1580s, from French ode (c. 1500), from Late Latin ode "lyric song," from Greek ōidē, an Attic contraction of aoidē "song, ode;" related to aeidein (Attic aidein) "to sing;" aoidos (Attic oidos) "a singer, singing;" aude "voice, tone, sound," probably from a PIE *e-weid-, perhaps from root *wed- "to speak." In classical use, "a poem intended to be sung;" in modern use usually a rhymed lyric, often an address, usually dignified, rarely extending to 150 lines. Related: Odic.
1902, in the classical sense, from Greek ōideion "building for musical performance," from Greek ōidē "song, ode" (see ode). The chain of lavish cinema theaters operated under that name by 1930 (the name had been used earlier for cinema theaters in France and Italy).
"classical concert hall," c. 1600, from Latin odeum, from Greek ōdeion, the name of a public building in Athens designed for musical performances, from ōidē "song" (see ode).
"poetical recantation, poem in which the poet retracts invective contained in a former satire," 1590s, from French palinod (16c.) or directly from Late Latin palinodia, from Greek palinōidia "poetic retraction," from palin "again, back" (see palindrome) + ōidē "song" (see ode). Related: Palinodical; palinodial.
"song of lamentation," 1630s, from Greek thrēnōdia "lamentation," from thrēnos "dirge, lament" + ōidē "ode" (see ode). Greek thrēnos probably is from PIE imitative root *dher- (3) "to drone, murmur, hum;" source also of Old English dran "drone," Gothic drunjus "sound," Greek tenthrene "a kind of wasp."
late 15c., prosodie, "the science or craft of versification, the knowledge of the quantities of syllables in poetry and their pronunciation," from Latin prosodia "accent of a syllable," from Greek prosōidia "song sung to music," also "accent mark; modulation of voice," etymologically "a singing in addition to," from pros "to, forward, near" (see pros-) + ōidē "song, poem" (see ode). Related: Prosodiacal; prosodial; prosodist.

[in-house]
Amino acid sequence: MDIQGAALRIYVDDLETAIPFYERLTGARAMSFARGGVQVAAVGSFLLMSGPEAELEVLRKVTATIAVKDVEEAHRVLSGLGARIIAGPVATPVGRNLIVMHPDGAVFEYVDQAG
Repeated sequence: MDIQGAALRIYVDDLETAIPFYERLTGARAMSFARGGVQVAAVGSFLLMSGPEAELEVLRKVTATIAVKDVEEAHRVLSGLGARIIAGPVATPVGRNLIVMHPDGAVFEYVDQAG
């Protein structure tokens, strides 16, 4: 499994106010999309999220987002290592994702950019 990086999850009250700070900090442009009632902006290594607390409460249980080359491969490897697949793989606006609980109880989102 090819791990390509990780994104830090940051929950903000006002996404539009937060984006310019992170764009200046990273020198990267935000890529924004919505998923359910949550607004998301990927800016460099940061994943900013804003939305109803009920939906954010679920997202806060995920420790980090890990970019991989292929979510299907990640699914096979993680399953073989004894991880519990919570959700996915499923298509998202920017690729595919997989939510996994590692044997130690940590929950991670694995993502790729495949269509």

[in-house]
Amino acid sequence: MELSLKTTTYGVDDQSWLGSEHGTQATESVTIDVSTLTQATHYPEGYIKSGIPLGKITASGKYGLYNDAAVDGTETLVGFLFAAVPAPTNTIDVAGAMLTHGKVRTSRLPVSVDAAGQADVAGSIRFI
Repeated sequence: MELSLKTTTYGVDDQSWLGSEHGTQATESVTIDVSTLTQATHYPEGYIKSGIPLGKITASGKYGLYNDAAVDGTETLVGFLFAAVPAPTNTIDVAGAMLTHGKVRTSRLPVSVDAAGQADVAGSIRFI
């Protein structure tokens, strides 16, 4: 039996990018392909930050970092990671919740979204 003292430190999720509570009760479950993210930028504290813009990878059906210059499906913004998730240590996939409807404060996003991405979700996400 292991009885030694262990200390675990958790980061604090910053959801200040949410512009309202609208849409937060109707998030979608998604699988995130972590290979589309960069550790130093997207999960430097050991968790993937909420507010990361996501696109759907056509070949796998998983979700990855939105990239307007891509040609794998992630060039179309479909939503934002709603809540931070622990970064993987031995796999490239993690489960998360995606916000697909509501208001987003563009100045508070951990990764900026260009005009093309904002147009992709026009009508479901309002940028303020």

1590s (first recorded use in English is in Ben Jonson), "literary work in which the form and expression of dignified writing are closely imitated but are made ridiculous by the ludicrously inappropriate subject or methods; a travesty that follows closely the form and expression of the original," from or in imitation of Latin parodia "parody," from Greek parōidia "burlesque song or poem," from para- "beside, parallel to" (see para- (1), in this case, "mock-") + ōidē "song, ode" (see ode). The meaning "a poor or feeble imitation" is from 1830. Related: Parodic; parodical.
c. 1300, melodie, "vocal or instrumental music, a succession of agreeable musical sounds," from Old French melodie "music, song, tune" (12c.) and directly from Late Latin melodia "a pleasant song" (in Medieval Latin also "music" generally), from Greek melōidia "a singing, a chanting; a choral song, a tune for lyric poetry," from melos "song, part of song; limb, member" (a word of uncertain origin) + ōidē "song, ode" (see ode). From late 14c. as "a song of clear and balanced form." Sense of "a series of tones so related to one another as to produce a distinct musical phrase or idea, a tune" is by c. 1600. Meaning "the principal voice-part in a harmonic composition" is by 1880.